DON’T SHOOT THE CLOWNS
by Paul Hodson inspired by the book by Jo Wilding.
Wales Millennium Centre Weston Studio) 16 November.
TICKETS: 029 2063 6464.
then Old Town Hall Hemel Hempstead 17 November 2010.
TICKETS: 01442 228091.
Runs 2hr 20min One interval.
Review: Mark Courtice 11 November at Nuffield Theatre Southampton.
Brilliant idea runs into the desert sands.
It was a brilliant idea to turn Jo Wilding’s book, culled from her blogs, into a play. She visited Iraq three times, getting a first hand picture of the horrors of the war, being latterly actively involved in humanitarian support for the Iraqis. Intriguingly she founded, ran and performed in a children’s circus company touring Iraq and the Middle East.
The circus could be both story and the means of telling it in one. Instead Paul Hodson’s adaptation goes for a conventional drama-doc approach. In a two-hour play we see little of the circus show (and what we do see is scrappy and self-indulgent) and a lot of Wilding telling her story in a spotlight. The choice to go for doc rather than drama means relationships are sketchy and motives obscure, while relying on conventional anti-war rhetoric dodges a more complicated and interesting political view.
A low-tech, grungy aesthetic is effectively and consistently applied throughout. Miriam Nabarro’s set of a dirty red tent-like back wall feels authentically tatty, sympathetic lighting from Dave Blake is gloomy and flickering, reflecting Bagdad’s wayward electricity supply. It’s when it explores the detail of the life of the Westerners in the city, avoiding kidnap and car bombs, that the play is at its most interesting.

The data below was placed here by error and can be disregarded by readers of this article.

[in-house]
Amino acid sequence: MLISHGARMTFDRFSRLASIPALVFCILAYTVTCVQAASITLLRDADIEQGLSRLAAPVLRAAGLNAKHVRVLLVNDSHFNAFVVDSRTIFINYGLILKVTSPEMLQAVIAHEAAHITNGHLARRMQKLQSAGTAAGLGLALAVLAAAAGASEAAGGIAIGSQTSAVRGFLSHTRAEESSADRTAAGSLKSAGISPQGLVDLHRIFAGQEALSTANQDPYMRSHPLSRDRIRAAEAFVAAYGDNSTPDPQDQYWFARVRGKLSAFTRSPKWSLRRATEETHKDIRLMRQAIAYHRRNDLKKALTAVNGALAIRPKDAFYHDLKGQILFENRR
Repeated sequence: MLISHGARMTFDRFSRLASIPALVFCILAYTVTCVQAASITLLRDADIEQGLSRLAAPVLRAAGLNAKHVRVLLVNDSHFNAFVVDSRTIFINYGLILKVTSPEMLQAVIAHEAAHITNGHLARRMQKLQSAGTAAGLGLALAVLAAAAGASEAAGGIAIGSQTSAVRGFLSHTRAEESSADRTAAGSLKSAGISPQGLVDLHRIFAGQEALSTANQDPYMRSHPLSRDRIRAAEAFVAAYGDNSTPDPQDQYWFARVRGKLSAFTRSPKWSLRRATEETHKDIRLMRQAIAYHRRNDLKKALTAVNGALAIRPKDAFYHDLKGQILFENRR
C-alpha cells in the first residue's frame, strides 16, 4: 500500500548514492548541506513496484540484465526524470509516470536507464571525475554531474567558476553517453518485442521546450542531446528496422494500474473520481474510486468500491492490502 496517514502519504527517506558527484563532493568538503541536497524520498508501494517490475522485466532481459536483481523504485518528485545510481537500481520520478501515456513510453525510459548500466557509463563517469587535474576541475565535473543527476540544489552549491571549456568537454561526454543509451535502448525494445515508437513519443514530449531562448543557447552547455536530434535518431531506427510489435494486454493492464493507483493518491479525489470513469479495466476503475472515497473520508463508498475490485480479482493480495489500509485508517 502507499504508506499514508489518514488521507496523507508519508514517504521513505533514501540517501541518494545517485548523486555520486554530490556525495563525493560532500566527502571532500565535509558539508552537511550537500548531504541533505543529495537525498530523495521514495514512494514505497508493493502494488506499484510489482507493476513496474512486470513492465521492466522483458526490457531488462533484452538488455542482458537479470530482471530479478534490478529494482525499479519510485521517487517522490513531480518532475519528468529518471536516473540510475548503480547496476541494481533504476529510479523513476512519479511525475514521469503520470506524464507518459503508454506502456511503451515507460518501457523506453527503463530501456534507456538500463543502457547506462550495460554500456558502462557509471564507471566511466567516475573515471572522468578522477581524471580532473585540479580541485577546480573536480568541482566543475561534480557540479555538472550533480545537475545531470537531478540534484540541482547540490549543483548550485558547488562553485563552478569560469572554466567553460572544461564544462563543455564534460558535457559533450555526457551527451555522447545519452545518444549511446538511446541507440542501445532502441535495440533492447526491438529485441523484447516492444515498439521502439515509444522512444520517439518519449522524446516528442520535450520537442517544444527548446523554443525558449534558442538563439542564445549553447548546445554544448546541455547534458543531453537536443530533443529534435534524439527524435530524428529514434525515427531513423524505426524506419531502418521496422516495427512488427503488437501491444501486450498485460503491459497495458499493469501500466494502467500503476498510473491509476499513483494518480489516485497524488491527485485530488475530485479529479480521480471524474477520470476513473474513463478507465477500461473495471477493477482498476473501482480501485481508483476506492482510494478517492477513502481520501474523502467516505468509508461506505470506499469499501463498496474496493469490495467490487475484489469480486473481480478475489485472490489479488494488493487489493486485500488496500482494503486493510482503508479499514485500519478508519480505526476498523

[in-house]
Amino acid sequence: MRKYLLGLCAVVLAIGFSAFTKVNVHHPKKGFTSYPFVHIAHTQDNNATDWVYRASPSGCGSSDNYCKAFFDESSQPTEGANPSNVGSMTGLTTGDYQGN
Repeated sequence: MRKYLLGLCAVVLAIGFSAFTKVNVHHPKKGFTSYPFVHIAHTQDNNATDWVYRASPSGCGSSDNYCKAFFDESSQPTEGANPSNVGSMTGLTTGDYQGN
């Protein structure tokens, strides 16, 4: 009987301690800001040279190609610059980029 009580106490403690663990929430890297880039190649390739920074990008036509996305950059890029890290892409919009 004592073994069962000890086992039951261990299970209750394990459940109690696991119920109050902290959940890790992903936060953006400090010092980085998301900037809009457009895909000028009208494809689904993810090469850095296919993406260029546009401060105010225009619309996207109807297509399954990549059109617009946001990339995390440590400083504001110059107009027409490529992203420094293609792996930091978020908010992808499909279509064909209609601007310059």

A danger with blogging is that it is only one voice. Here, problematically, Iraqi voices are only heard as victims and then only through Wilding. What did they think of the show? Did they want to have a go? Could they?
It’s the psychology that is least well supported here, as the emotional hinterland is thinly drawn. There are hints of something deeper in the relationship between Wilding and a French street artist, and that with her TV reporter sister is clearly complex, but here, frustratingly, only glimpses of this come through despite these being the two most effective performances in the future is unwritten’s show.
The other performers struggle to find traction in the sands; with this script we are given a picture of a gang of unengaging egotists without the exploration of what might make them so.
Cast: Elizabeth Chan, Neal Craig, Fionnuala Dorrity. Katherine Manners, Jason Pitt.
Musician: Charlotte Glasson.
Director: Paul Hodson.
Designer: Miriam Nabarro.
Lighting: Dave Blake.
Sound/Music Stephen Wrigley.